Thomas J. Stipanowich is William H. Webster Chair in Dispute Resolution, professor of law at Pepperdine University School of Law and academic director of the Straus Institute for Dispute Resolution. He is currently writing a book titled "The Lincoln Way: The Evolution of a Master of Conflict."
Our president wishes to be seen as emulating our 16th chief executive, and now by happy accident Steven Spielberg's opus "Lincoln" has opened amid a super-heated political struggle over the future of our national economy that may define success or failure for Barack Obama and Congress. Since the film focuses on Lincoln's effort to end slavery by pushing the 13th Amendment through a sharply divided Congress, the urge to distill lessons from that experience is irresistible. If our political leaders examine Lincoln's career and his approach to conflict, several guiding principles emerge:
1. Few things are truly non-negotiable. Studies in human behavior teach that public commitments like the "no-new-tax" pledge Republicans made to Grover Norquist or the promises by Democrats not to touch "entitlements" raise barriers to compromise. This "commitment bias," reinforced by Fox News, MSNBC and other national media reinforcing the perceptions of their respective audiences, has undermined efforts to address our economic crisis. Lincoln grasped that effective solutions require flexibility and pragmatism - keeping options open and minimizing "non-negotiable" zones. Lincoln viewed two key priorities as non-negotiable: the preservation of the Union and preventing the expansion of slavery. Everything else was negotiable. Even the timing of and terms surrounding the abolition of slavery - an institution he detested - were ultimately dictated by events and political opportunity.
2. Collaborate to address the common enemy. Expert negotiators like Lincoln pay close attention to the values, needs and interests that lie underneath negotiating positions, as well as the consequences of not reaching a bargain. A moderate, Lincoln somehow managed to maintain a coalition that included "radical" abolitionists and border state conservatives in the face of civil rebellion; despite differences, they shared a common interest in preserving the Union and defeating the Confederate foe. Today, Republican and Democratic politicians alike are confronted with dire economic - and political - consequences if a mutually acceptable scheme cannot be hammered out before the Jan. 1 deadline. Both parties must work together to solve their common problem.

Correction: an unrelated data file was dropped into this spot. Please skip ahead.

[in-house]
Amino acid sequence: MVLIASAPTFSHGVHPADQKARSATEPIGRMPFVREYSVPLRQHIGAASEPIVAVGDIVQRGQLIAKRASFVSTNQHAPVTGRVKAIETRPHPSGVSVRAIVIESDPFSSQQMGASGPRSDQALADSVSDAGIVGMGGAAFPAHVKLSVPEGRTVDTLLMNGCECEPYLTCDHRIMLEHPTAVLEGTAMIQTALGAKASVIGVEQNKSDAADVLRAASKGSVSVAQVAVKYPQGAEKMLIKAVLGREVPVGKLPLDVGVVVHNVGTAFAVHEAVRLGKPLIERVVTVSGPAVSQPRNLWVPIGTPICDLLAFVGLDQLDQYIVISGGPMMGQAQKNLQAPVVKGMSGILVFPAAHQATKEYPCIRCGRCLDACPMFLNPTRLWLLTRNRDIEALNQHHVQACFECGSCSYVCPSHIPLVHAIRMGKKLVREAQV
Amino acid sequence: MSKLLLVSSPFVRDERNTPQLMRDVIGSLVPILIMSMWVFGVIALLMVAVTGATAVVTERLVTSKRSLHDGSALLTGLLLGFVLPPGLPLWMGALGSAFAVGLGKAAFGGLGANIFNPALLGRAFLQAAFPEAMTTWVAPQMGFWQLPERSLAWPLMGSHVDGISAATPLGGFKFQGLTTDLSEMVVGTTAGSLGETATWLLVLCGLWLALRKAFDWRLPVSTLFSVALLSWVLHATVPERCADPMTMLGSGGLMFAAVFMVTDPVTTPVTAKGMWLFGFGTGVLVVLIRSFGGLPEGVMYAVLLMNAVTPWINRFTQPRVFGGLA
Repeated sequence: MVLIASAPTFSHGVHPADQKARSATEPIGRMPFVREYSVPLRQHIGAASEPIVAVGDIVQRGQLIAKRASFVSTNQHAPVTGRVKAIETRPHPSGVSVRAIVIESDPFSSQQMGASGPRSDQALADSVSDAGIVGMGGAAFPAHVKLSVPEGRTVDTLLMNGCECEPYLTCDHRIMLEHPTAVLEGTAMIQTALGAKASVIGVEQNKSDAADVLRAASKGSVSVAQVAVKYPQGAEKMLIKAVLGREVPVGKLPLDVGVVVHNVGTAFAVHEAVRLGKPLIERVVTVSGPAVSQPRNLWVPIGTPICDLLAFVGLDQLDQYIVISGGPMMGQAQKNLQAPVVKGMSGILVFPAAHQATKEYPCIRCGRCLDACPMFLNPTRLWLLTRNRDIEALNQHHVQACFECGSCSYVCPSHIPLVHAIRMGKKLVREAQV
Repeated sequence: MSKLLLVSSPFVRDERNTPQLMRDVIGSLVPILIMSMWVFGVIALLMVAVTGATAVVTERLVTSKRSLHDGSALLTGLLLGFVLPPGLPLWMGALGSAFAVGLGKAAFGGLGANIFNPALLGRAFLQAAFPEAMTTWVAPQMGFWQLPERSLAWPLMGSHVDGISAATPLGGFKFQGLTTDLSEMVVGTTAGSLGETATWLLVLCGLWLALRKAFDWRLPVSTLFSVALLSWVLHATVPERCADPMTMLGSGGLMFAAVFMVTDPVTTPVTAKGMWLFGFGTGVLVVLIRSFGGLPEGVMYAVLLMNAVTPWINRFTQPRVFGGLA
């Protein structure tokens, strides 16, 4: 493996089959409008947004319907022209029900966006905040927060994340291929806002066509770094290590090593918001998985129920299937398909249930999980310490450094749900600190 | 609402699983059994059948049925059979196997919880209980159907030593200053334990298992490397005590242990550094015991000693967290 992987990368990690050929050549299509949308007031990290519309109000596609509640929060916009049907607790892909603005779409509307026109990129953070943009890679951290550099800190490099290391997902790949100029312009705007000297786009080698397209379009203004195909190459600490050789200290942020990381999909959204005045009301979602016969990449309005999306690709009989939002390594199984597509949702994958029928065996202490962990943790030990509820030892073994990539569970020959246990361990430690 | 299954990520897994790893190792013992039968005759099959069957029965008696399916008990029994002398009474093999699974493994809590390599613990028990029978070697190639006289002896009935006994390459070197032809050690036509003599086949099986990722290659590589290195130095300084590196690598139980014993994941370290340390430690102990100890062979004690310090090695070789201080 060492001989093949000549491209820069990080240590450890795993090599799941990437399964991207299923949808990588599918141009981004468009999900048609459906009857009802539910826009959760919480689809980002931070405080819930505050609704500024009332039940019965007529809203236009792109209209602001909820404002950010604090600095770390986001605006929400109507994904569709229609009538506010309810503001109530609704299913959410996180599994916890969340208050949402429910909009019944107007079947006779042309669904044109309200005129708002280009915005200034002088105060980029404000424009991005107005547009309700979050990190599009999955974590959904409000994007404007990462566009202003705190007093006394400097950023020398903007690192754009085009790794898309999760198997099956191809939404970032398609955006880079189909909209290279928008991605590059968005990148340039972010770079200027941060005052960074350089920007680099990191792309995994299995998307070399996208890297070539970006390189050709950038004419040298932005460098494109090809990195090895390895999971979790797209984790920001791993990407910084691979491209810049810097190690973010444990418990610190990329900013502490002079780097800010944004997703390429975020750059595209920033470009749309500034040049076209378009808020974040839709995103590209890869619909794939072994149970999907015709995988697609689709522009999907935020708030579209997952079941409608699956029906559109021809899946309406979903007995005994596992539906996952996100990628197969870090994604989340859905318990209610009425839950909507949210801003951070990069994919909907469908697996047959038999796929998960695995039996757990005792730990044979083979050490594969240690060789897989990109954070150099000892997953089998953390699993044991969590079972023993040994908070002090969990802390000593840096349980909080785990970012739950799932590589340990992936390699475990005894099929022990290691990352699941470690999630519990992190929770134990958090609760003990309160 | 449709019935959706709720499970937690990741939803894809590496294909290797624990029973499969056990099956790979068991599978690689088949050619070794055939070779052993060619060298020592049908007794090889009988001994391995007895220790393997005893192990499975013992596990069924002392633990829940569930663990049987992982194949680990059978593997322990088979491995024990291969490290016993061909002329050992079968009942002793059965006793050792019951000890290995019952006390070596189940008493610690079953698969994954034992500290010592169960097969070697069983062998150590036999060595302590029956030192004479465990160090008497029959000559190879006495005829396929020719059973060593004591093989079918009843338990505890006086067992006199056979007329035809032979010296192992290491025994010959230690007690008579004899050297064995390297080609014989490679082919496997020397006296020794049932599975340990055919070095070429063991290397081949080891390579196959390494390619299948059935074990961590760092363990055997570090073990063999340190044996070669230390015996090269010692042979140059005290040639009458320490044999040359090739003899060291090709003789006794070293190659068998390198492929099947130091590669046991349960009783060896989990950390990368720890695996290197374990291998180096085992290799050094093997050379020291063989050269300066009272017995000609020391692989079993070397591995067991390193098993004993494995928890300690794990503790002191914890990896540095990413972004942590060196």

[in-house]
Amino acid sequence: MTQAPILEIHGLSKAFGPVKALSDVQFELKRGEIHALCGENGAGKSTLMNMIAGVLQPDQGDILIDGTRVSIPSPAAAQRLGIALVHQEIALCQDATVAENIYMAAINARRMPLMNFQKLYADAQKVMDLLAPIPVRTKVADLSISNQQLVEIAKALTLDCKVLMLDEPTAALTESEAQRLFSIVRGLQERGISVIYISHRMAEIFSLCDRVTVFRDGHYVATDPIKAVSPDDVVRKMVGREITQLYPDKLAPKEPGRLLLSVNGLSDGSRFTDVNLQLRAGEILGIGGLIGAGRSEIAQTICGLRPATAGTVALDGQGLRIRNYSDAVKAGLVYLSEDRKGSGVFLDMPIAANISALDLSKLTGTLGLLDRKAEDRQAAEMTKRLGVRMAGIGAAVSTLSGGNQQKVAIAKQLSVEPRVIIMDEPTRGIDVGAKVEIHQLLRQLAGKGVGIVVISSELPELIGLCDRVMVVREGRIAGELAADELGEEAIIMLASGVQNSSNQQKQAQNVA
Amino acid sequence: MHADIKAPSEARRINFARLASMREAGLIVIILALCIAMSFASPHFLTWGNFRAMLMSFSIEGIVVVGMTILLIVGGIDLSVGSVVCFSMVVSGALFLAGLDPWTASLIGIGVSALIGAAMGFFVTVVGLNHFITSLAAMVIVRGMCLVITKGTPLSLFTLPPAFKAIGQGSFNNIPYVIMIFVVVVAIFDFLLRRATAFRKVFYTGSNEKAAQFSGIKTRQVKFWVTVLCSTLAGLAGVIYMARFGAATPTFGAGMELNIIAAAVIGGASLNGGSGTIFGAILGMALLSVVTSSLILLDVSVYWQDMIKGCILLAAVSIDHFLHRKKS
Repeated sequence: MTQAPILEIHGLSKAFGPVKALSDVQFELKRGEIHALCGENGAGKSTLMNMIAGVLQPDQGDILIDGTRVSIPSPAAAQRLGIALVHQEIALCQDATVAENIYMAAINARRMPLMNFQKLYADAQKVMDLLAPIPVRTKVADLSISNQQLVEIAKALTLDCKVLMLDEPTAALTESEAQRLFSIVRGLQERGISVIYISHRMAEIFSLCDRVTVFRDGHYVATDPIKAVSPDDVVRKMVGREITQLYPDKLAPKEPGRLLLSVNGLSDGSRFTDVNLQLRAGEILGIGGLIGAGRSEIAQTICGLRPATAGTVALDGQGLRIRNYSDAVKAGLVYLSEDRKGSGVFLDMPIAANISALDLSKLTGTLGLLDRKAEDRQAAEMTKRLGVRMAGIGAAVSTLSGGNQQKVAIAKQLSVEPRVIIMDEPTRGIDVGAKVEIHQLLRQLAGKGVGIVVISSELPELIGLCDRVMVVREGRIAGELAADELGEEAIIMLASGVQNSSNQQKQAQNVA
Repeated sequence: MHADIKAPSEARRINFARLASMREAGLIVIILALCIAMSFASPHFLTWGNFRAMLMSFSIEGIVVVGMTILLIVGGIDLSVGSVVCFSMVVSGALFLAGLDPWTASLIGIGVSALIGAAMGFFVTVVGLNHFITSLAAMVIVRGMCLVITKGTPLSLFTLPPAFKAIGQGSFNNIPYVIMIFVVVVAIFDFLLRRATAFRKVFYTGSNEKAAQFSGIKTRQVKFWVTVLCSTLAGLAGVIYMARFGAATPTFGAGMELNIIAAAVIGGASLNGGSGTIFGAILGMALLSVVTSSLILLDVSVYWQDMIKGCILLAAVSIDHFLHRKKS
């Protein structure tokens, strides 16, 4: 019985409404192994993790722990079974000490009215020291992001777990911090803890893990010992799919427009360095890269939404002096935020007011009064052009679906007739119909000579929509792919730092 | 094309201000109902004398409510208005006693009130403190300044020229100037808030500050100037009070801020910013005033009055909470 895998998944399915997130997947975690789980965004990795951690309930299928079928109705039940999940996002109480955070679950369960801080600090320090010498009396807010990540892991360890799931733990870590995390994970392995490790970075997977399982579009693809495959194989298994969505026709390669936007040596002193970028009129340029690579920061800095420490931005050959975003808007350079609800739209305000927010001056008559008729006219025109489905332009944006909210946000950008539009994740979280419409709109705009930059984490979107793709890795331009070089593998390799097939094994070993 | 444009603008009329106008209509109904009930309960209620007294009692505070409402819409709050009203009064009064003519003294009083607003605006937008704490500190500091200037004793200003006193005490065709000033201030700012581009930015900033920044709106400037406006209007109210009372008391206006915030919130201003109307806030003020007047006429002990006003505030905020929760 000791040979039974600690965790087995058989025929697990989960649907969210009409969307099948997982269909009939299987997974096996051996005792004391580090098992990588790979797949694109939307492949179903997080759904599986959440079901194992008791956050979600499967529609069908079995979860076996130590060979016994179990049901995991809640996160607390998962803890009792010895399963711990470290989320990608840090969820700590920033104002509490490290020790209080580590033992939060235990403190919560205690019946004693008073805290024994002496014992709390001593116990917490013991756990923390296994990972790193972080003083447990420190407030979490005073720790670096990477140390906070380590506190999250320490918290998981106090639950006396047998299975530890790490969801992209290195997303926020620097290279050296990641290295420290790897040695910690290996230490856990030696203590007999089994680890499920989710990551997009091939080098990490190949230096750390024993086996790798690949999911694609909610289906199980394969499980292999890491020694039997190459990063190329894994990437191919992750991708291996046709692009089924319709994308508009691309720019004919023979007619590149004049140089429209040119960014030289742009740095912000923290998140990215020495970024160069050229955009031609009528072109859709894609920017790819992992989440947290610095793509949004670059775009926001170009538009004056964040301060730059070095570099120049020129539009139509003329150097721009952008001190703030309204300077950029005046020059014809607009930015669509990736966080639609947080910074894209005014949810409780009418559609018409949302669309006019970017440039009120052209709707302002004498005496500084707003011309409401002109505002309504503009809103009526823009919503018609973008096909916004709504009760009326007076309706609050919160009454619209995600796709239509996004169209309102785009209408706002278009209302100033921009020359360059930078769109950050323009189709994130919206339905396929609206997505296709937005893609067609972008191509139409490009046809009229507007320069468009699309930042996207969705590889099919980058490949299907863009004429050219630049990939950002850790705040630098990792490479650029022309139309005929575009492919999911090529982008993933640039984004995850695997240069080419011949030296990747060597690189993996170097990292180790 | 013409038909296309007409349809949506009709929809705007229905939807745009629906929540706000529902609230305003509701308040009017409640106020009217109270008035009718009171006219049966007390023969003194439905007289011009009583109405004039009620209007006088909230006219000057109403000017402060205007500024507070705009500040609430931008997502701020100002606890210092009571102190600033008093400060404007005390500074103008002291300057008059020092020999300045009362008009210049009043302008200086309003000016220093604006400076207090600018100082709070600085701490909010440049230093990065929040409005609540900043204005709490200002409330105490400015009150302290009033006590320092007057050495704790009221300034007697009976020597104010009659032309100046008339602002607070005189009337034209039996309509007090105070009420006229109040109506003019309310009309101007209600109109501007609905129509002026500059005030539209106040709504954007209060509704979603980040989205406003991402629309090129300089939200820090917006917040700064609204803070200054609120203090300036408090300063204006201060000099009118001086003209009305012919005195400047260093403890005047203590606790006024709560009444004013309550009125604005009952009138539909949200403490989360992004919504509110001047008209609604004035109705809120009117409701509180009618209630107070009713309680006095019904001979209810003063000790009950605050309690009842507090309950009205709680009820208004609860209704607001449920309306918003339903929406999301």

3. Focus on problem-solving, not on demonizing opponents. Today's political debate is suffused with highly personalized rhetoric; reasoned argument is displaced by assaults on the motives and character of political opponents. As president, Lincoln was vilified not just in the South, but by many in the North who questioned his intelligence, integrity and loyalty. Yet Lincoln avoided nursing grudges or retaliating. He claimed, "I have not willingly planted a thorn in any man's bosom." Lincoln's ability to rise above partisan invective and focus on real was a critical element in his ultimate political success.
4. Look for trade-offs. Political trade-offs are the indispensable lubricant of politics. From his early days in the Illinois legislature, Lincoln showed his mastery of political horse-trading, or "logrolling." By identifying and responding to the needs of his colleagues and opponents, Lincoln could enlist their help attaining his own legislative priorities - like moving the Illinois state capital to his home town of Springfield. The pattern was refined and repeated throughout his career, culminating in the passage of the 13th Amendment. If the looming fiscal cliff is to be avoided, key trade-offs involving tax reform and reductions in government expenditures will be essential.
Since the film focuses on Lincoln's effort to end slavery by pushing the 13th Amendment through a sharply divided Congress, the urge to distill lessons from that experience is irresistible.
5. Seek creative avenues to a solution. While Americans will feel relief through resolution of current fiscal issues, many will experience higher costs or reduced benefits. Meanwhile, there will be great beating of chests from both wings. In addition to profound political courage on the part of our leaders, some creativity of approach may be necessary. Lincoln knew the value of using third parties in avoiding impasse, and personally stepped in to mediate legal disputes involving his own clients when the situation called for it. Widely regarded and capable third parties who are not actively engaged in the current fight might be crucial to facilitating a deal to avoid the fiscal cliff. Obvious candidates are former Sen. Alan Simpson and Erskine Bowles, the co-chairs of the National Commission on Fiscal Responsibility and Reform. Another is America's "Mediator General," Kenneth Feinberg, who successfully administered the 9/11 Victims Fund allocation and compensation for victims of the BP Oil Spill.